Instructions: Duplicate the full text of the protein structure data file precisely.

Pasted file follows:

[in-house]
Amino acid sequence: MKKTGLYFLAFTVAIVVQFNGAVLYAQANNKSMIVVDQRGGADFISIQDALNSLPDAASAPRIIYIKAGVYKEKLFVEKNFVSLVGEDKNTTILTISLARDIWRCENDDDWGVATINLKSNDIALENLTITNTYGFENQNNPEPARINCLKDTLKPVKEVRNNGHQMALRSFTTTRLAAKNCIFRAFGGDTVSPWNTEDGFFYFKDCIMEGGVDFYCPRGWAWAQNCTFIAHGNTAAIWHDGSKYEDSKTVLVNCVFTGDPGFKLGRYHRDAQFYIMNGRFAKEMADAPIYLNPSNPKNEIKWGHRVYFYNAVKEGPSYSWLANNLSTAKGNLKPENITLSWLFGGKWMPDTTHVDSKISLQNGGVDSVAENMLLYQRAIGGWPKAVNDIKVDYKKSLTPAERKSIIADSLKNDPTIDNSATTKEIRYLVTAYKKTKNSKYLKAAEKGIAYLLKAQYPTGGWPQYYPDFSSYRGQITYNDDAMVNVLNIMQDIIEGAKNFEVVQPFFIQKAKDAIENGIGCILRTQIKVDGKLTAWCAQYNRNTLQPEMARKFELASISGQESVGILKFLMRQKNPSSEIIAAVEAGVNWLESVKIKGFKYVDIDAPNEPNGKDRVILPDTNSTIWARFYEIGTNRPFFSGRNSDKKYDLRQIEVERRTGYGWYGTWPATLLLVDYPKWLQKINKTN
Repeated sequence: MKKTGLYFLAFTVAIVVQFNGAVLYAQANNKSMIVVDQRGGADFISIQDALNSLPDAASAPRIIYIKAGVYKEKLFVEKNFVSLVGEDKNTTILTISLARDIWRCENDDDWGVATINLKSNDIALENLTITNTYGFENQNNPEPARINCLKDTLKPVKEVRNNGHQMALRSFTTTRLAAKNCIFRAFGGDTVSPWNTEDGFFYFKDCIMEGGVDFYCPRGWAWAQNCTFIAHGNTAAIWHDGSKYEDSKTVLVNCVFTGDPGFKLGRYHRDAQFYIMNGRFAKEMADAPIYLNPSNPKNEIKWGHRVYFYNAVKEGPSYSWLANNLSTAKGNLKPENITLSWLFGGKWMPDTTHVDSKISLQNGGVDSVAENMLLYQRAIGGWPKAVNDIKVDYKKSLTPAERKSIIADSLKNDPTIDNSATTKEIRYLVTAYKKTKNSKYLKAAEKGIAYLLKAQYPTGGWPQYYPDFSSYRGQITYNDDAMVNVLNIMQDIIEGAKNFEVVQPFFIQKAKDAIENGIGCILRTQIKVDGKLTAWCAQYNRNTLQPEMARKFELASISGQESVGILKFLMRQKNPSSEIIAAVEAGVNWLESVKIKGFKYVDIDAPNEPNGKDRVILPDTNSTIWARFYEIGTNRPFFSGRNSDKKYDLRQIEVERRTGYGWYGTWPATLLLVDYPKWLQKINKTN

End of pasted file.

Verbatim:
[in-house]
Amino acid sequence: MKKTGLYFLAFTVAIVVQFNGAVLYAQANNKSMIVVDQRGGADFISIQDALNSLPDAASAPRIIYIKAGVYKEKLFVEKNFVSLVGEDKNTTILTISLARDIWRCENDDDWGVATINLKSNDIALENLTITNTYGFENQNNPEPARINCLKDTLKPVKEVRNNGHQMALRSFTTTRLAAKNCIFRAFGGDTVSPWNTEDGFFYFKDCIMEGGVDFYCPRGWAWAQNCTFIAHGNTAAIWHDGSKYEDSKTVLVNCVFTGDPGFKLGRYHRDAQFYIMNGRFAKEMADAPIYLNPSNPKNEIKWGHRVYFYNAVKEGPSYSWLANNLSTAKGNLKPENITLSWLFGGKWMPDTTHVDSKISLQNGGVDSVAENMLLYQRAIGGWPKAVNDIKVDYKKSLTPAERKSIIADSLKNDPTIDNSATTKEIRYLVTAYKKTKNSKYLKAAEKGIAYLLKAQYPTGGWPQYYPDFSSYRGQITYNDDAMVNVLNIMQDIIEGAKNFEVVQPFFIQKAKDAIENGIGCILRTQIKVDGKLTAWCAQYNRNTLQPEMARKFELASISGQESVGILKFLMRQKNPSSEIIAAVEAGVNWLESVKIKGFKYVDIDAPNEPNGKDRVILPDTNSTIWARFYEIGTNRPFFSGRNSDKKYDLRQIEVERRTGYGWYGTWPATLLLVDYPKWLQKINKTN
Repeated sequence: MKKTGLYFLAFTVAIVVQFNGAVLYAQANNKSMIVVDQRGGADFISIQDALNSLPDAASAPRIIYIKAGVYKEKLFVEKNFVSLVGEDKNTTILTISLARDIWRCENDDDWGVATINLKSNDIALENLTITNTYGFENQNNPEPARINCLKDTLKPVKEVRNNGHQMALRSFTTTRLAAKNCIFRAFGGDTVSPWNTEDGFFYFKDCIMEGGVDFYCPRGWAWAQNCTFIAHGNTAAIWHDGSKYEDSKTVLVNCVFTGDPGFKLGRYHRDAQFYIMNGRFAKEMADAPIYLNPSNPKNEIKWGHRVYFYNAVKEGPSYSWLANNLSTAKGNLKPENITLSWLFGGKWMPDTTHVDSKISLQNGGVDSVAENMLLYQRAIGGWPKAVNDIKVDYKKSLTPAERKSIIADSLKNDPTIDNSATTKEIRYLVTAYKKTKNSKYLKAAEKGIAYLLKAQYPTGGWPQYYPDFSSYRGQITYNDDAMVNVLNIMQDIIEGAKNFEVVQPFFIQKAKDAIENGIGCILRTQIKVDGKLTAWCAQYNRNTLQPEMARKFELASISGQESVGILKFLMRQKNPSSEIIAAVEAGVNWLESVKIKGFKYVDIDAPNEPNGKDRVILPDTNSTIWARFYEIGTNRPFFSGRNSDKKYDLRQIEVERRTGYGWYGTWPATLLLVDYPKWLQKINKTN